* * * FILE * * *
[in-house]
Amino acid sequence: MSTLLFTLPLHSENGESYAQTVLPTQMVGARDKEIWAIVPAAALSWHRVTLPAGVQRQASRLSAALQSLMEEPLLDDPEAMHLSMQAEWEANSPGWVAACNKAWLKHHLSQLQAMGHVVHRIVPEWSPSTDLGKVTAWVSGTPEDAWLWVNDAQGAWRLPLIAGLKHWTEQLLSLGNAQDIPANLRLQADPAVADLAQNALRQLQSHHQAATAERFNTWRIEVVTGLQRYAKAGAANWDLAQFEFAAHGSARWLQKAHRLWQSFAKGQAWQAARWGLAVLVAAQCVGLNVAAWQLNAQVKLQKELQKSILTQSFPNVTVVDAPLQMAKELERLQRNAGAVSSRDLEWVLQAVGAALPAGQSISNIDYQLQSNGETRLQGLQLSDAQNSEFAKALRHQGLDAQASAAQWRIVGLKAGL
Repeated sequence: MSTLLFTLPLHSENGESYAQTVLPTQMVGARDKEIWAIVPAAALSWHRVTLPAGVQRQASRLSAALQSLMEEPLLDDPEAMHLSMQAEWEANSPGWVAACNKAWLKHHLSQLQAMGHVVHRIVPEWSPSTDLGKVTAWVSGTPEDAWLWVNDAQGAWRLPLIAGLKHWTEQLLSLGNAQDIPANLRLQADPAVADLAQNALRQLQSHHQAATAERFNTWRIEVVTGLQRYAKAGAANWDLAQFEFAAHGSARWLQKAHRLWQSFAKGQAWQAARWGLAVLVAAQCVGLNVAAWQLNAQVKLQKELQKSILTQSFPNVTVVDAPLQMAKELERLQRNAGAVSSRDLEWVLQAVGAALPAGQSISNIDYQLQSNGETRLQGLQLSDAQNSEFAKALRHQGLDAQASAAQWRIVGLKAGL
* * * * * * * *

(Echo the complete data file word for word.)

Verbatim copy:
[in-house]
Amino acid sequence: MSTLLFTLPLHSENGESYAQTVLPTQMVGARDKEIWAIVPAAALSWHRVTLPAGVQRQASRLSAALQSLMEEPLLDDPEAMHLSMQAEWEANSPGWVAACNKAWLKHHLSQLQAMGHVVHRIVPEWSPSTDLGKVTAWVSGTPEDAWLWVNDAQGAWRLPLIAGLKHWTEQLLSLGNAQDIPANLRLQADPAVADLAQNALRQLQSHHQAATAERFNTWRIEVVTGLQRYAKAGAANWDLAQFEFAAHGSARWLQKAHRLWQSFAKGQAWQAARWGLAVLVAAQCVGLNVAAWQLNAQVKLQKELQKSILTQSFPNVTVVDAPLQMAKELERLQRNAGAVSSRDLEWVLQAVGAALPAGQSISNIDYQLQSNGETRLQGLQLSDAQNSEFAKALRHQGLDAQASAAQWRIVGLKAGL
Repeated sequence: MSTLLFTLPLHSENGESYAQTVLPTQMVGARDKEIWAIVPAAALSWHRVTLPAGVQRQASRLSAALQSLMEEPLLDDPEAMHLSMQAEWEANSPGWVAACNKAWLKHHLSQLQAMGHVVHRIVPEWSPSTDLGKVTAWVSGTPEDAWLWVNDAQGAWRLPLIAGLKHWTEQLLSLGNAQDIPANLRLQADPAVADLAQNALRQLQSHHQAATAERFNTWRIEVVTGLQRYAKAGAANWDLAQFEFAAHGSARWLQKAHRLWQSFAKGQAWQAARWGLAVLVAAQCVGLNVAAWQLNAQVKLQKELQKSILTQSFPNVTVVDAPLQMAKELERLQRNAGAVSSRDLEWVLQAVGAALPAGQSISNIDYQLQSNGETRLQGLQLSDAQNSEFAKALRHQGLDAQASAAQWRIVGLKAGL